Finally, we’ve made it to December and could all use a good dose of holiday cheer. Different as it might be this year, our immediate family intends to celebrate – and there will be gifts, lots and lots of gifts. After all, I feel somewhat sheepish about banging the commercial drum of optimism back in January to usher in the “Roaring 20s.”
Back to those gifts – the bigger the better. No need to worry about storage. We live in Leaside and there’s seemingly no shortage of self-storage space for sale here. Reader Barry Schneider recently wrote, “I saw a sign on the…northeast corner of Laird and Wicksteed….I would be interested in [your] thoughts on the building of a storage facility on…what could become a thriving retail and commercial district.” And with that message, our editor gave me the green light to write an article about self-storage in Leaside.
A good way to earn a solid ROI
From an investor’s standpoint, the self-storage business opportunity in Leaside presents an attractive business model. Many companies are promoting their expertise to help anyone with suitable land to set up a “turnkey” business, considerable campaigns targeting landowners looking for options, notable real estate organizations such as CBRE with self-storage advisory practices, and the REITs which have joined the party, too. This level of activity indicates there is interest in this type of investment, for good reason. Although the pandemic has greatly affected demand for smaller living spaces (a market segment of self-storage), rapidly increasing business demand is expected to pick up the slack for years to come. For the record, the sign Mr. Schneider mentions refers to the new Access Storage facility farther along Wicksteed and not the prime street corner of concern, which remains vacant.
Self-storage also offers land and business owners a strong rate of return for a moderate amount of risk subject to the degree of leverage deployed, relatively minimal HR hassles, and a simple built form. Having a Leaside location can ‘up the ante’ because we are close to the DVP, 401 and the downtown core, we have underutilized land that is zoned industrial, and the adjacent residential community is a decent market. When at capacity and selling at $34 per square foot per month for a 300 sq. ft. unit, the income generated from self-storage is far superior to anything you can get from leasing space in a modern office building, and crushes the financial return on a similar-sized industrial built form.
Here’s the thing: I am an advocate for building a thriving business ecosystem in Leaside that generates income and benefits for all stakeholders. The self-storage business is appealing to a specific set of stakeholders, and if I were presented with the business cases that effectively launched all of these storage facilities I probably would have jumped in too. Some are even quite attractive (e.g. Bluebird near Longo’s). But, if the City, as a key stakeholder, wants to truly add 16,000 jobs or new residents to Leaside, then we’re going to need significantly more ‘gunpowder’ than nine storage facilities in the business park to make good on that target.
Why storage in Leaside?
As reported by Leaside Life in 2014, the City passed a new zoning bylaw to consolidate land use. At the time, the prevailing 1963 zoning bylaw for portions of the Leaside business park was “general industrial,” which allowed for warehousing and self-storage but not for business or professional office use. Fast forward to today and the City’s official plan is far better positioned to accommodate modern business and the building of new office space to meet future requirements. Sadly, remnants of the old bylaw still exist, making it much easier to apply for and get approval to build a self-storage facility rather than a new office building in the business park. As an example, the proposed Leaside Innovation Centre at 154 Wicksteed Ave., a new high-tech building that will provide space for upwards of 400 new workers, is still inching its way through the approvals process.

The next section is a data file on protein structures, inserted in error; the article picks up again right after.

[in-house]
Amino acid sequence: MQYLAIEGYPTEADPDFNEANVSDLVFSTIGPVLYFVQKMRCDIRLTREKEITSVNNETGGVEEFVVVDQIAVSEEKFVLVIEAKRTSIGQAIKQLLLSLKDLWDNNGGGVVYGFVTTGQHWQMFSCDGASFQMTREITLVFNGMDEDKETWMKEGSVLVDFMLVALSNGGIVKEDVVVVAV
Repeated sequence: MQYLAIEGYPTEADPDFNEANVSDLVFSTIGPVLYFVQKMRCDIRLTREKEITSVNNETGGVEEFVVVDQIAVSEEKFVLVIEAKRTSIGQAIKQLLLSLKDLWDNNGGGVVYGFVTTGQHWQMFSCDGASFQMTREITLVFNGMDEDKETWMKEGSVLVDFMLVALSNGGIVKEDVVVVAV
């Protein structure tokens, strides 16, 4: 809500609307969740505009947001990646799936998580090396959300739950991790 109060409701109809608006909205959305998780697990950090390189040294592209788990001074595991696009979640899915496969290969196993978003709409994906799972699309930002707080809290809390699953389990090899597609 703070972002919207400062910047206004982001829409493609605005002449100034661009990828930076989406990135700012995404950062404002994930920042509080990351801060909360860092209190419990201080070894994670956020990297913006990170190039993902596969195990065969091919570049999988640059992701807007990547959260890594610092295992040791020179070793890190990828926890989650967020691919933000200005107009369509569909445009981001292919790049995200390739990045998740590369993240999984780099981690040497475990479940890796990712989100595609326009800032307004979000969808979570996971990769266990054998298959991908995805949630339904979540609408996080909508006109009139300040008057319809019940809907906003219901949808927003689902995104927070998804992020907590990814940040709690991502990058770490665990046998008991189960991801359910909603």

Moving forward, the City should prepare a secondary plan for the Leaside business park. There are just too many initiatives (some real, some rumoured) taking place to wing it, not to mention adding the new Ontario line station and possible service yard to the mix. Because the business park has several stakeholders with differing needs, determining best use of the land could get messy. A thoughtful reconciliation of benefits that will accrue in varying degrees to various stakeholders over time should be reflected in the plan. The plan should also specify what type of business and employment will be conducted here, what specific steps will be taken to bring the plan to fruition, and outline opportunities for public-private partnership as they relate to the business park.
With an agreed blueprint in place, all stakeholders would feel more confident in their business planning. In the meantime, I want to see our self-storage business friends succeed. It is important we do all we can to support business in Leaside and I believe there are plenty of creative ways Leaside entrepreneurs could help monetize unused capacity. The Leaside business park mustn’t leave its evolution to chance; this is our opportunity to tell the world who we are and why it makes sense to invest here.
Season’s greetings, Leaside. We still have nine more years to hear this decade really roar!
What would you like to see at the corner of Laird and Wicksteed? Do you use self-storage facilities? Would you invest in a self-storage business? What role do you see our residential community playing in the evolution of the business park? Let us know at firstname.lastname@example.org.